It’s no secret Australians are facing an obesity epidemic – over 60% of Australian adults and one quarter of children and adolescents are overweight or obese… and approximately $130 billion tax dollars are being spent on obesity orientated health care every year.
But why are Australians so overweight? What are we doing so wrong?
According to the Australian Institute of Health and Welfare, our weight problems come down to three main factors:
- Food and Nutrition
- Physical Exercise
- Obesogenic Environments
Food and nutrition of course refer to the amount, quality and balance of foods we consume on a daily basis. The phrase ‘obesogenic environment’ describes places, communities and influences which encourage poor eating habits and sedentary behaviours or simply don’t promote a healthy or balanced lifestyle.
And finally, there’s physical exercise…
What constitutes physical exercise?
According to the Australian Government Department of Health, physical activity constitutes anything that makes you breathe faster and heartbeat quicker. This may include anything from walking to work, vacuuming the house, pushing a stroller, swimming laps, playing tennis on the weekend or going to a boxing class.
After smoking tobacco, lack of physical activity is the highest contributor to the cancer burden in Australia. In addition to this:
- Individuals who partake in regular physical activity have a 24% lower risk of developing colon cancer.
- The risk of breast cancer in both pre and postmenopausal women is significantly decreased by performing regular physical activity.
- Exercise reduces the number of certain hormones such as insulin and estrogen produced by the body, as well as some growth hormones, which when produced in excess (such as when you don’t exercise) have been linked to cancer development.
- Lack of exercise and obesity results in insulin resistance, which has been linked to carcinogenic growth.
- Regular exercise improves immune system function and reduces inflammation in the body, corresponding to a decrease in cancer risk.
And of course, regular exercise assists with weight loss and management – helping people prevent and/or recover from obesity and being overweight (and the mental struggles that accompany this!).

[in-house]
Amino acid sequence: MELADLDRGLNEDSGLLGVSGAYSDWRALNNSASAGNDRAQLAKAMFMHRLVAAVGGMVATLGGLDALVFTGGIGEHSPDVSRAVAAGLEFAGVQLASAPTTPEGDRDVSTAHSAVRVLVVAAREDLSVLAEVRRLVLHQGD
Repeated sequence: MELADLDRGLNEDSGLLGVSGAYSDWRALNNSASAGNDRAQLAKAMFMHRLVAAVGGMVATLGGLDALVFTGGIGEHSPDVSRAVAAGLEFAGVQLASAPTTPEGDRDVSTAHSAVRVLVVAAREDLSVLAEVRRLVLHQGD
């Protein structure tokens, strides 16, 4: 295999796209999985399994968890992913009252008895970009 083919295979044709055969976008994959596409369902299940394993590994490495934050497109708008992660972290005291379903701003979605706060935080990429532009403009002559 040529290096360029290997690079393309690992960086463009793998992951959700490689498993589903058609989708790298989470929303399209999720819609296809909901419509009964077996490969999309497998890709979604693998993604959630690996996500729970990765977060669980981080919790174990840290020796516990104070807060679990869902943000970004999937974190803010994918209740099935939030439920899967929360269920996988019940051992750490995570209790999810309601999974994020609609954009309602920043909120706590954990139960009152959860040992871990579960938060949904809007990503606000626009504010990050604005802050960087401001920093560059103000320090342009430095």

Regular physical activity doesn’t just improve your body’s function and health – it is also a key part of preventative health care. People who do not regularly exercise, are overweight or obese suffer from an increased risk of:
- Heart disease
How Much Exercise Should You Be Doing?
For Australian adults aged 18-64, the Australian Government Department of Health recommends the following:
- Be active on most, preferably all, days every week.
- Accumulate 150 to 300 minutes (2 ½ to 5 hours) of moderate-intensity physical activity or 75 to 150 minutes (1 ¼ to 2 ½ hours) of vigorous-intensity physical activity, or an equivalent combination of both moderate and vigorous activities, each week.
- Do muscle-strengthening activities on at least 2 days each week.
- Doing any physical activity is better than doing none. If you currently do no physical activity, start by doing some, and gradually build-up to the recommended amount.
It’s important to remember that recommendations such as those above are given as a baseline for people to work off. Many Australians do almost zero physical activity each week, and completing 2 ½ hours of physical activity per week requires some considerable lifestyle changes!
Check out our blog 6 *Brilliant* Ways To Get More Exercise Into Your Day for easy tips and tricks to getting your body moving (no matter what your setbacks maybe!).